Oracle Service Bus Transport for Apache Kafka (Part 2)


The first part of this article briefly discussed the motivations that leads to the usage of Kafka in software architectures, and also focused on how the Kafka transport can be installed and how to create Proxy and Business services to read and write from/to Kafka topics.

As expected, as more people use the Kafka transport more they will want to know about how to extract the best performance from it. After all, one of the key reasons to adopt Kafka is high throughput and low latency messaging, reason why it would not make any sense to have a layer in the architecture incapable to keep up with that kind of performance.

The Kafka transport is provided for free to use “AS-IS” but without any official support from Oracle. Bugs, feedback and enhancement requests are welcome but need to be performed on the transport repository on Oracle’s GitHub. The A-Team reserves the right of help in the best-effort capacity.

This second part of the article will cover advanced details related to the Kafka transport, specifically how it can be configured to increase performance and better leverage the hardware resources. Most of the tips shown in this article come from Kafka best practices, reason why this article will assume that you possess a minimal knowledge about how Kafka works. A detailed discussion about the Kafka design is available here.

If achieving better performance is your main objective, please consider other references rather than only this article. Software architectures have many layers that need to be optimized, and the Service Bus transport layer is just one of them. Service Bus/WebLogic provides several tools and resources for fine tuning, and it is strongly recommended to explore each one of them carefully. Also, the design of your Pipelines has a considerable amount of responsibility in how fast your services perform. Excessive use of Service Callouts during the message processing, the usage of blocking threads in Java Callouts, too much payload transformations and JVM garbage collection are some of the factors to consider. Keep these factors in mind while developing your services.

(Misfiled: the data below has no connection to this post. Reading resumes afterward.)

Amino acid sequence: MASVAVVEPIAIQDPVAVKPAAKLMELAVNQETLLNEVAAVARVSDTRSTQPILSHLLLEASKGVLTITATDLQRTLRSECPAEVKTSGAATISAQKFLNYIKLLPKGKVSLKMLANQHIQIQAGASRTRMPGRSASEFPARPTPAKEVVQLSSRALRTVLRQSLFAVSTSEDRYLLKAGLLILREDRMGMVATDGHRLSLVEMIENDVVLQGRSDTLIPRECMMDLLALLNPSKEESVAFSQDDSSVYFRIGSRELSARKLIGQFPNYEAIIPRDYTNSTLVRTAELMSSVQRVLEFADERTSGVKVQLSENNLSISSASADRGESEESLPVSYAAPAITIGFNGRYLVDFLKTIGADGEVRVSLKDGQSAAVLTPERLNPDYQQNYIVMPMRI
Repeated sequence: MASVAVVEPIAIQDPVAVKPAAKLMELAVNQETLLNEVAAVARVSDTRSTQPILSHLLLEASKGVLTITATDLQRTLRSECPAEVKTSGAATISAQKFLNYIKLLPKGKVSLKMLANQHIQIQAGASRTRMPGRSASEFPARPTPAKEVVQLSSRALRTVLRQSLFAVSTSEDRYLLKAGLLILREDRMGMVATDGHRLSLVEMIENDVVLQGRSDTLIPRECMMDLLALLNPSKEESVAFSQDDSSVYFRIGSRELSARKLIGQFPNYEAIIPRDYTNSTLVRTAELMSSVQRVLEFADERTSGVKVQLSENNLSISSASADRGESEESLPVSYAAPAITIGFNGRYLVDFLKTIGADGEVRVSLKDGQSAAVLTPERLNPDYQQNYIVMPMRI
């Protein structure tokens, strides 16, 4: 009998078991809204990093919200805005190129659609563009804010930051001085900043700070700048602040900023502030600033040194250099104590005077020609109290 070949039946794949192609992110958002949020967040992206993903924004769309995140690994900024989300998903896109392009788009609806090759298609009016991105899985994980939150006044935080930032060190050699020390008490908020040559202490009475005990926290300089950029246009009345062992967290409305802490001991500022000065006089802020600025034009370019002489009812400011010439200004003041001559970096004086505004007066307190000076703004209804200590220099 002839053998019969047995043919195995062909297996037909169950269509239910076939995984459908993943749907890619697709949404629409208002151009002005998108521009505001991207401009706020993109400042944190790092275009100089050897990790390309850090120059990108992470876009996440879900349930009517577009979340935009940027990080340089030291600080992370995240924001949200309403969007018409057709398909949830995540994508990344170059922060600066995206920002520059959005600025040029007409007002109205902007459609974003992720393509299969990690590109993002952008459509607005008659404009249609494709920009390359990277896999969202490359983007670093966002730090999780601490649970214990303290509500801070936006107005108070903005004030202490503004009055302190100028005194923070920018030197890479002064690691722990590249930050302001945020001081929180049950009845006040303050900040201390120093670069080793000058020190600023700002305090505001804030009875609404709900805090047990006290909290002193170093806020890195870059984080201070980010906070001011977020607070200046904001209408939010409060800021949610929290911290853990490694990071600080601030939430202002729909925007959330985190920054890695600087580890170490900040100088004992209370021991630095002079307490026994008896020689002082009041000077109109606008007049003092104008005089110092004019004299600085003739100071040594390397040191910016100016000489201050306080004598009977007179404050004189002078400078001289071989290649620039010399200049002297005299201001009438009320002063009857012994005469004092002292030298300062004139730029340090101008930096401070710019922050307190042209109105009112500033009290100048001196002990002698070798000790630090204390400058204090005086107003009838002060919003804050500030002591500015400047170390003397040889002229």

Finally, this article will also show how to capture common issues with few troubleshooting techniques. These techniques can be interesting to double-check if something is working as expected or to find out why something is not working.

Implementing Fault-Tolerance in the Kafka Transport

Software-based systems must have the fault-tolerance attribute measured not only by how much it can handle failures by itself, but also in terms of how fault-tolerant its dependencies are. Typical dependencies that must be considered are the sustaining infrastructure such as the hardware, the network, the operating system, the hypervisor (when using virtualization) and any other stack above those layers.

Equally important are the third-part systems that the system relies on. If to perform a specific task the system needs to interface with other systems, those other systems heavily influence its availability. For instance, a system that depends on other six systems cannot score 99% of fault-tolerance; it should score 93% in the best case scenario, because the other six systems must be continuously up-and-running in order to provide the remaining 6%. The Kafka transport has dependencies that need to be properly understood in order to provide fault-tolerance.

Let’s start discussing Zookeeper. Since the very beginning, Kafka relies on Zookeeper to perform some important tasks, such as using it to perform new leader election for a partition when some of the broker dies. Zookeeper is also used as a repository to maintain offsets, so instead of delegate to the consumers the responsibility of managing the offsets (which would lead to the use of custom coordination algorithms) it can be stored in Zookeeper and the consumers just go there and pick it up.